Unless you live in a cave, you will have heard the news that a bunch of teenagers have been found alive and well after nine days stuck in a cave system in Thailand. They aren't out of their pickle yet because the risen water still closes off the obvious exit route - which is the same as the way in. The story set off a chain of memory for me because I have a little more experience than average in the gentle art of spelunking - wandering around underground in the dark with wet socks. That's because the average experience of caving is, to the nearest whole number, nil. For someone as deeply unsporty as I am (my idea of exercise is to heave myself off the sofa in search of more tea) I have a surprisingly wide experience of different sports: cricket, darts, field hockey, paragliding, rowing, rugger, sailing, skiing, soccer, squash, tennis, track-and-field, water-polo - done 'em all. Paragliding and caving I've only done the once. My pal Roy, who took me caving in the Yorkshire Dales, took to spelunking as a sort of natural extension of his hill walking and scrambling.
A couple of years after my novice-level sopping-wet-in-Winter introduction, Roy and his pal Les set off for another caving adventure. They did all the right things: checked the weather; packed food and water; dressed warmly; told their wives where they were going; left a clear note of intentions on the dash-board of their parked car. They went into a cave intending to spend only 20 minutes checking it out before moving on to another more extensive system further up the valley. When they turned round to depart, the water had risen in dramatic fashion and the ingress had disappeared under the torrent. Like the boys in Thailand, they retreated further into the cave and found somewhere dry to sit it out. In those pre-google days they had missed the nugget of cavers lore that all the locals knew about: that 3 days after a substantial spill of rain Sleet's Gill was likely to rise fast and dangerous and stay that way for several days.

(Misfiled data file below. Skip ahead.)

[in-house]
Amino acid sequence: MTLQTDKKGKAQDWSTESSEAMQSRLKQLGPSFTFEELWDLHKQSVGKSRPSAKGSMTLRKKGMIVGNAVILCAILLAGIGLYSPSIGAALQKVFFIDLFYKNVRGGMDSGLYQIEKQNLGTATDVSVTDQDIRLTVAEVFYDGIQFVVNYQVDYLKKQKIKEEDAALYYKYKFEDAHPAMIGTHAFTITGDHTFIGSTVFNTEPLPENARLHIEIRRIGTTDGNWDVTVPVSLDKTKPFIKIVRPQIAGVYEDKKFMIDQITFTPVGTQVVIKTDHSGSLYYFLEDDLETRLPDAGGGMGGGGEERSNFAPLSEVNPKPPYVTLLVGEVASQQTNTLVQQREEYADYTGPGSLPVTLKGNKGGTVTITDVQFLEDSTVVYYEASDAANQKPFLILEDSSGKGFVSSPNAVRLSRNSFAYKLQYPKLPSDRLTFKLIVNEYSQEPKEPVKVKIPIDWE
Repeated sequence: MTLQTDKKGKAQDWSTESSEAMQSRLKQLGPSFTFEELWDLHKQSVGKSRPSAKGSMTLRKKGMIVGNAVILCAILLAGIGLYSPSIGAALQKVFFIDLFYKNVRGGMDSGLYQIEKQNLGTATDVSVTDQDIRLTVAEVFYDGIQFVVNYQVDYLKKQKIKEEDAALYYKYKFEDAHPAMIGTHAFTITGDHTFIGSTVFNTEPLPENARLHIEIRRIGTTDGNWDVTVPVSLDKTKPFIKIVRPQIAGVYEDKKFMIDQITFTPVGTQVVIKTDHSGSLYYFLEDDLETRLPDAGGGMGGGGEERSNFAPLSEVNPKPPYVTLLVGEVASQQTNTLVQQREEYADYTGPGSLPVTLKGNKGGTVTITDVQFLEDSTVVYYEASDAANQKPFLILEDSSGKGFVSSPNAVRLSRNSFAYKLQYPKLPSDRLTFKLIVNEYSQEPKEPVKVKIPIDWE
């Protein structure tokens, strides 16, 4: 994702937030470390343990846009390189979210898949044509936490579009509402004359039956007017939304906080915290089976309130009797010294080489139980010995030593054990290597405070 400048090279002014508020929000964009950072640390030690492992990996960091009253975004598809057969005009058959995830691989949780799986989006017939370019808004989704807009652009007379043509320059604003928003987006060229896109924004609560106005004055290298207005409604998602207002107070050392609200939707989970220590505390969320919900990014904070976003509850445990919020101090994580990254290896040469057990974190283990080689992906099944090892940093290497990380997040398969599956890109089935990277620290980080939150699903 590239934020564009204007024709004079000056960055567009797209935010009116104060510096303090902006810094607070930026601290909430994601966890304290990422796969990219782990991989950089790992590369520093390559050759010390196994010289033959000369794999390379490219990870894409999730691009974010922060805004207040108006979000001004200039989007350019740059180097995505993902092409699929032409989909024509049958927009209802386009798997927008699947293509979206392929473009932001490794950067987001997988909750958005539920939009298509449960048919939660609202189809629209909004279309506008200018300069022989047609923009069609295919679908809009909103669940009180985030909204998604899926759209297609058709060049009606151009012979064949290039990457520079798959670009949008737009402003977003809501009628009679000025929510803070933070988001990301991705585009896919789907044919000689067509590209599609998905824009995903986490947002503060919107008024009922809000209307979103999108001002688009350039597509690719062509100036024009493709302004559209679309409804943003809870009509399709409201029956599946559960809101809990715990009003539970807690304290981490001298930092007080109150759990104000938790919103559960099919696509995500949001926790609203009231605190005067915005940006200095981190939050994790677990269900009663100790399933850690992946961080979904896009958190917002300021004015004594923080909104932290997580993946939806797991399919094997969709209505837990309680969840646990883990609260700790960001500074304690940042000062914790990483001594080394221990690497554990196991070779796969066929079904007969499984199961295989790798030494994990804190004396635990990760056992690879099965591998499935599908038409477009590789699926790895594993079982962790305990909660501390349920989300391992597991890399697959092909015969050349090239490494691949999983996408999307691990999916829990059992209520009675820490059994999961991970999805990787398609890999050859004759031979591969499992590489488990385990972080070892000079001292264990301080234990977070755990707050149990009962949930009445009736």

It was a dilemma because the forecast was giving yet more rain and their haven was likely, under those conditions to fill up in its turn. Roy and Les were given their first ever lesson in scuba-diving and brought out through the narrow winding pitch black tunnel that was their only escape route. Nobody died that weekend and Roy went back to work at Tyne Tees TV on the Monday.
He pitched his boss the idea of making a documentary about the adventure and it was broadcast starring Roy and Les as themselves in No Picnic at Sleets Gill. The film captures the sanguine attitude of the rescue party: not expecting to find two living 'tourists' and already thinking about how they'd get the bodies out. Caving is safe enough if you choose a pitch commensurate with your ability and experience AND the weather up-top is normal and predictable. It is bloody dangerous if conditions have changed so that someone requires rescue. Dangerous for the rescuees and dangerous for the volunteers who put their lives at risk. I seem to remember that Roy and Les went back to Yorkshire on the first anniversary of their ordeal and bought the lads a round of drinks. It was more than he himself got by way of thanks after he pulled a boy out of a collapsed sand-dune to join the Brotherhood of St Adjudor. He's dead now, is Roy, but he was alive while he lived: kind, resourceful, funny, sorely missed.